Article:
Speaking at a televised town hall event with Fox News’ Sean Hannity in Iowa on Wednesday, Trump was asked if he would ever “abuse power as retribution against anybody".
“Except for day one,” Trump replied, adding, “I want to close the border and I want to drill, drill, drill.”
Hannity pressed Trump, explaining that he was speaking about retribution.
“We love this guy,” the former president interjected. “He says, ‘You’re not going to be a dictator, are you?’ I said: ‘No, no, no. Other than day one.’ We’re closing the border, and we’re drilling, drilling, drilling. After that, I’m not a dictator.”
American presidents typically sign a flurry of executive orders during their first few days in office, using these diktats to overturn the policies of their predecessors and impose as much of their own agenda as possible without Congressional approval. By the end of his second day in the White House, President Joe Biden had issued more executive orders than Trump had in his first two months, using this power to terminate nearly all of his predecessor’s immigration restrictions and curtail the oil and gas industry.
By the end of his first week in office, Biden had issued 37 executive orders, more than any other modern president in the same time frame. The New York Times’ editorial board, which had endorsed Biden for president three months prior, urged him to “ease up on the executive actions”, calling these decrees “a flawed substitute for legislation".
Trump formally announced his campaign for the presidency last November, and is currently considered the presumptive Republican nominee. The election itself is scheduled for next November.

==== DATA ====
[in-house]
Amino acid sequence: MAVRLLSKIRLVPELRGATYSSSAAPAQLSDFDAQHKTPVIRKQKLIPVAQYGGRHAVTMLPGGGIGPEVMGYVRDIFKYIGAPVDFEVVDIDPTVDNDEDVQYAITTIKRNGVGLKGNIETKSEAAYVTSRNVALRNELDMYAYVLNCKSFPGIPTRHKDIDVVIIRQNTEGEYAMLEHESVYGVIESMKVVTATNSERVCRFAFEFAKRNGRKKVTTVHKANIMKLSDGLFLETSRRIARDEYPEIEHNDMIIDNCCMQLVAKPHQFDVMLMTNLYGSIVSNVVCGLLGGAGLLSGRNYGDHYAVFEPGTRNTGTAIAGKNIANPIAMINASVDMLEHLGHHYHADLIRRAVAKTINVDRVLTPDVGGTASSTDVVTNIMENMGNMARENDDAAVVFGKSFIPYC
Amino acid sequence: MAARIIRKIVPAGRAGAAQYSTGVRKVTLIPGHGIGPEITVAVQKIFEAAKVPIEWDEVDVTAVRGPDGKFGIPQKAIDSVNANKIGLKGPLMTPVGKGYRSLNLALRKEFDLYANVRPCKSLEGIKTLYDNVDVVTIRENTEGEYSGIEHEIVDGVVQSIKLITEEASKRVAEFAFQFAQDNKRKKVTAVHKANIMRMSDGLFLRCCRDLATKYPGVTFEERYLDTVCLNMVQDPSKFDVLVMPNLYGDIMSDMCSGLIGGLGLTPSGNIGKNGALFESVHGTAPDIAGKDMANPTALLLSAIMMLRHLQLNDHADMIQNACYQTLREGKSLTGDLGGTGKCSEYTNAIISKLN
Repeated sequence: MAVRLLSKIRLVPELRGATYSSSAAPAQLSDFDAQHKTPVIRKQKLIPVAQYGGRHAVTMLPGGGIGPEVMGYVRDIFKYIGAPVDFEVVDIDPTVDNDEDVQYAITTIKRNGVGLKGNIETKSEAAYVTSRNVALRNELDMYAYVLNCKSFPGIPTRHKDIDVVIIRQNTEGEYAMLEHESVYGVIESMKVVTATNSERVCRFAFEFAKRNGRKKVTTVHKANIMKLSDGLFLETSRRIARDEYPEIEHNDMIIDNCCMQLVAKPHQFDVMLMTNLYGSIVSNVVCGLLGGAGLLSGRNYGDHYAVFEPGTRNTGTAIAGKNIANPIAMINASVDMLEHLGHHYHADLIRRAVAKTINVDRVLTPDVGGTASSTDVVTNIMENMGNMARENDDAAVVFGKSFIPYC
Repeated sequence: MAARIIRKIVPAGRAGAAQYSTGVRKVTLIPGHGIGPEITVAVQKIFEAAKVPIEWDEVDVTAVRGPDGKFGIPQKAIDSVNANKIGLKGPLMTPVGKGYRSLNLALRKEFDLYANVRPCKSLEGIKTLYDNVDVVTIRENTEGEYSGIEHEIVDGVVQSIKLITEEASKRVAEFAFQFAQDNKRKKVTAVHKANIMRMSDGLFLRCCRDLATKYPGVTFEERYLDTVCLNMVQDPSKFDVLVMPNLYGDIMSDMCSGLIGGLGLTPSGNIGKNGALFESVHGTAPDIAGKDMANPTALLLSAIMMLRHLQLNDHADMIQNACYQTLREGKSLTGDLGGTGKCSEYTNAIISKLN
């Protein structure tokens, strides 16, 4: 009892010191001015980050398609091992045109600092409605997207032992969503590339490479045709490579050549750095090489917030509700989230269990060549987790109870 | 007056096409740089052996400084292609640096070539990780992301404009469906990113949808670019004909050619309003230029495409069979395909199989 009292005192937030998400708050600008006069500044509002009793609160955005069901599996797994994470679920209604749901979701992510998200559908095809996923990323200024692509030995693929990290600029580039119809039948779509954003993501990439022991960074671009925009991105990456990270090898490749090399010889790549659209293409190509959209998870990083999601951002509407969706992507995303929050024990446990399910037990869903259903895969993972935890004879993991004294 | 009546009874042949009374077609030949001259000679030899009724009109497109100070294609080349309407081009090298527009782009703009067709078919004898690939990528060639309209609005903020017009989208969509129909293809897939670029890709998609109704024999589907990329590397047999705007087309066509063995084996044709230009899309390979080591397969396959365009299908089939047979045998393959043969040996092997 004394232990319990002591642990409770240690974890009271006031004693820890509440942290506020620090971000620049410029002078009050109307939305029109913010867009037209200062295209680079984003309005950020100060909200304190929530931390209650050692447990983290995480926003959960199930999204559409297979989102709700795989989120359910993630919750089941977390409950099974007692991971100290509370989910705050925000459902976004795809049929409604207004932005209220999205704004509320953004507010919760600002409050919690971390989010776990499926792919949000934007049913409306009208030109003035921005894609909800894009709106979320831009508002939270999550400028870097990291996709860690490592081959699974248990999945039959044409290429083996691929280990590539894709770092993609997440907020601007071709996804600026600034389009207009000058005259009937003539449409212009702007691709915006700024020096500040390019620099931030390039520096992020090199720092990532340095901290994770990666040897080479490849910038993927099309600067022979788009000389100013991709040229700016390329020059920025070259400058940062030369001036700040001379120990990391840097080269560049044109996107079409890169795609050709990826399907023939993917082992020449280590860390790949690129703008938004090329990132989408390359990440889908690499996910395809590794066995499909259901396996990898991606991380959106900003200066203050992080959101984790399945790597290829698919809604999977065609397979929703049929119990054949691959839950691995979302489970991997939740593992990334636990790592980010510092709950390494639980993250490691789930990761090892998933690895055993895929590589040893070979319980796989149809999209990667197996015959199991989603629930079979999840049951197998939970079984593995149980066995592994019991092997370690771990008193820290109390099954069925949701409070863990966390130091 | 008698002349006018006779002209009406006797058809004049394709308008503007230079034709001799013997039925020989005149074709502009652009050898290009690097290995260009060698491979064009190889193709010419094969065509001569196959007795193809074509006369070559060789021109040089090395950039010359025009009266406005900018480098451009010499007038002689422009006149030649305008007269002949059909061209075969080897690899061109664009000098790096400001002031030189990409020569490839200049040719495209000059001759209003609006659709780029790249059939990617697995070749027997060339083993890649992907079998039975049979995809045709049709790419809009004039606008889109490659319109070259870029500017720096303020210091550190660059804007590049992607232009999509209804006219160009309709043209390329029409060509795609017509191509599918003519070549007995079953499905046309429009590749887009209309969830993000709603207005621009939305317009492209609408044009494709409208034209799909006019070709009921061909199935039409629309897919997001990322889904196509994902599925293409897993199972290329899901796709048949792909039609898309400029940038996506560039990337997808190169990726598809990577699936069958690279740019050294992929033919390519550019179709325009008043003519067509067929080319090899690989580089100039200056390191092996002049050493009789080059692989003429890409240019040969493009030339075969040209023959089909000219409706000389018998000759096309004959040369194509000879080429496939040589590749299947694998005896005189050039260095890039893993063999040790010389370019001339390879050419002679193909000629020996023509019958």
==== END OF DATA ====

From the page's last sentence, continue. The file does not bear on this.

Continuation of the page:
With Trump pulling ahead of Biden in recent polls, Democrats and liberal pundits have clamored to portray the former president as a threat to democracy itself. Three New York Times writers, including Trump biographer Maggie Haberman, claimed on Monday that a "second term could unleash a darker President Trump”, who would supposedly inflict retribution on his political opponents and deploy the military against protesters.
The same day, Washington Post editor Robert Kagan – a neoconservative academic and husband of the State Department’s Victoria Nuland – warned that “a Trump dictatorship is increasingly inevitable”, and that the 77-year-old Republican will attempt to install himself as “president for life” if elected next year.
On the other hand, Republicans have pointed out that Biden has already taken many of the actions that the New York Times and Washington Post fear Trump will. Trump and his allies have condemned Biden’s Justice Department for raiding his predecessor’s estate, opening what they describe as politically motivated investigations against him, and issuing unduly harsh charges to the Trump supporters who protested at the US Capitol on January 6, 2021.